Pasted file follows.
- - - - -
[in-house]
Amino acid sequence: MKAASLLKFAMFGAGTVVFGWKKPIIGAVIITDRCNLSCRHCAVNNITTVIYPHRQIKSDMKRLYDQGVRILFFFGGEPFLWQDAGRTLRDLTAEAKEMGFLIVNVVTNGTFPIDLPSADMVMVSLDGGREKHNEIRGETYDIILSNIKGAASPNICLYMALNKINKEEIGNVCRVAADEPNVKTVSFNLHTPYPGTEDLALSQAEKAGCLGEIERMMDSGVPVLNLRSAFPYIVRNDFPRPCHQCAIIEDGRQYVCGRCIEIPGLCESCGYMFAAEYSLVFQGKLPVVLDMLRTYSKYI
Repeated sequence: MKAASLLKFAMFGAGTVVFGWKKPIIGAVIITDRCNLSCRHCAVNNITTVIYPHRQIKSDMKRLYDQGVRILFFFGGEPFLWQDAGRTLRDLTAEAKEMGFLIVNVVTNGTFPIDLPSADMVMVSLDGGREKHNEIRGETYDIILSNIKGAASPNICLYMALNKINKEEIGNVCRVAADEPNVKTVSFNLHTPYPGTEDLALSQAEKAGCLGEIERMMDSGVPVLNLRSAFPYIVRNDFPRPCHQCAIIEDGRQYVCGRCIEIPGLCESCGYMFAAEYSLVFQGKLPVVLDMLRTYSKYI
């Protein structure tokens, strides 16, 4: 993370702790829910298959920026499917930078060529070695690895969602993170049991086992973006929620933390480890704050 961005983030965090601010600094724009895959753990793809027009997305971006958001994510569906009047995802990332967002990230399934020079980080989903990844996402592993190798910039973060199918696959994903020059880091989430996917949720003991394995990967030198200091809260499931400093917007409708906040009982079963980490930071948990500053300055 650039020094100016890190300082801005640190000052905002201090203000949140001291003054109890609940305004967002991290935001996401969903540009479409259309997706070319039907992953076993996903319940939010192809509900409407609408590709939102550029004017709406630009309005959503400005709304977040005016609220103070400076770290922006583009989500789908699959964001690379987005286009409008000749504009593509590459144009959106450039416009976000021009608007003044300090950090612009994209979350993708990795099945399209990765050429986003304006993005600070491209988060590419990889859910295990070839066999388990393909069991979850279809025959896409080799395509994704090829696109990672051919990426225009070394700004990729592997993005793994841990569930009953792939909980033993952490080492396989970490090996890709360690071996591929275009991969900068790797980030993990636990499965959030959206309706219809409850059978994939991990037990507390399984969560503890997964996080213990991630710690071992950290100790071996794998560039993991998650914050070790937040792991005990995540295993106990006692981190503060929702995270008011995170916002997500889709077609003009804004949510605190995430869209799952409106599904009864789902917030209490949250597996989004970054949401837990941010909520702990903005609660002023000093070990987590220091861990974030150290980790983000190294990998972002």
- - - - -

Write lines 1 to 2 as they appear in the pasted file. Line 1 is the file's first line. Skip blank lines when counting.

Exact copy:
[in-house]
Amino acid sequence: MKAASLLKFAMFGAGTVVFGWKKPIIGAVIITDRCNLSCRHCAVNNITTVIYPHRQIKSDMKRLYDQGVRILFFFGGEPFLWQDAGRTLRDLTAEAKEMGFLIVNVVTNGTFPIDLPSADMVMVSLDGGREKHNEIRGETYDIILSNIKGAASPNICLYMALNKINKEEIGNVCRVAADEPNVKTVSFNLHTPYPGTEDLALSQAEKAGCLGEIERMMDSGVPVLNLRSAFPYIVRNDFPRPCHQCAIIEDGRQYVCGRCIEIPGLCESCGYMFAAEYSLVFQGKLPVVLDMLRTYSKYI